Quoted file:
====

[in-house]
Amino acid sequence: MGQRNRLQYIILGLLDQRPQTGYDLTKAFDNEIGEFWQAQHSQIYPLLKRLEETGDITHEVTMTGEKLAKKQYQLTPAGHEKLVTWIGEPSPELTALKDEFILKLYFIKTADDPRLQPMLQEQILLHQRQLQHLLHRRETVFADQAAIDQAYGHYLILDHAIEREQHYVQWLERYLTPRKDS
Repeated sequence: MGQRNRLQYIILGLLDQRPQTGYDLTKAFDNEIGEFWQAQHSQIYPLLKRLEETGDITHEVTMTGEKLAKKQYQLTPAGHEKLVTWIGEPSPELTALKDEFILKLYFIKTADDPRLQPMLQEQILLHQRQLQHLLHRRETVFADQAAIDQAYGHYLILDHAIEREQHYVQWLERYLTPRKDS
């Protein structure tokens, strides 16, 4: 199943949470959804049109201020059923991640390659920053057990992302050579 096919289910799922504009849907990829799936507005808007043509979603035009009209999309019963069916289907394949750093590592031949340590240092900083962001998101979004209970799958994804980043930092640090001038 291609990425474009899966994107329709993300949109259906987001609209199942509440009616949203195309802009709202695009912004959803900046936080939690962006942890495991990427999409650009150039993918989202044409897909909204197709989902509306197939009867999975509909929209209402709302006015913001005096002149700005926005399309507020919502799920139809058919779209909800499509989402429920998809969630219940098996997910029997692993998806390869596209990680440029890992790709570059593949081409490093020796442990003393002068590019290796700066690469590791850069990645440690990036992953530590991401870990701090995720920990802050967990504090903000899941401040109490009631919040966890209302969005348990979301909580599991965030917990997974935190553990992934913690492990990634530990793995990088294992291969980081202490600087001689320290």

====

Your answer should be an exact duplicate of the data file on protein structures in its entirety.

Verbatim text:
[in-house]
Amino acid sequence: MGQRNRLQYIILGLLDQRPQTGYDLTKAFDNEIGEFWQAQHSQIYPLLKRLEETGDITHEVTMTGEKLAKKQYQLTPAGHEKLVTWIGEPSPELTALKDEFILKLYFIKTADDPRLQPMLQEQILLHQRQLQHLLHRRETVFADQAAIDQAYGHYLILDHAIEREQHYVQWLERYLTPRKDS
Repeated sequence: MGQRNRLQYIILGLLDQRPQTGYDLTKAFDNEIGEFWQAQHSQIYPLLKRLEETGDITHEVTMTGEKLAKKQYQLTPAGHEKLVTWIGEPSPELTALKDEFILKLYFIKTADDPRLQPMLQEQILLHQRQLQHLLHRRETVFADQAAIDQAYGHYLILDHAIEREQHYVQWLERYLTPRKDS
């Protein structure tokens, strides 16, 4: 199943949470959804049109201020059923991640390659920053057990992302050579 096919289910799922504009849907990829799936507005808007043509979603035009009209999309019963069916289907394949750093590592031949340590240092900083962001998101979004209970799958994804980043930092640090001038 291609990425474009899966994107329709993300949109259906987001609209199942509440009616949203195309802009709202695009912004959803900046936080939690962006942890495991990427999409650009150039993918989202044409897909909204197709989902509306197939009867999975509909929209209402709302006015913001005096002149700005926005399309507020919502799920139809058919779209909800499509989402429920998809969630219940098996997910029997692993998806390869596209990680440029890992790709570059593949081409490093020796442990003393002068590019290796700066690469590791850069990645440690990036992953530590991401870990701090995720920990802050967990504090903000899941401040109490009631919040966890209302969005348990979301909580599991965030917990997974935190553990992934913690492990990634530990793995990088294992291969980081202490600087001689320290």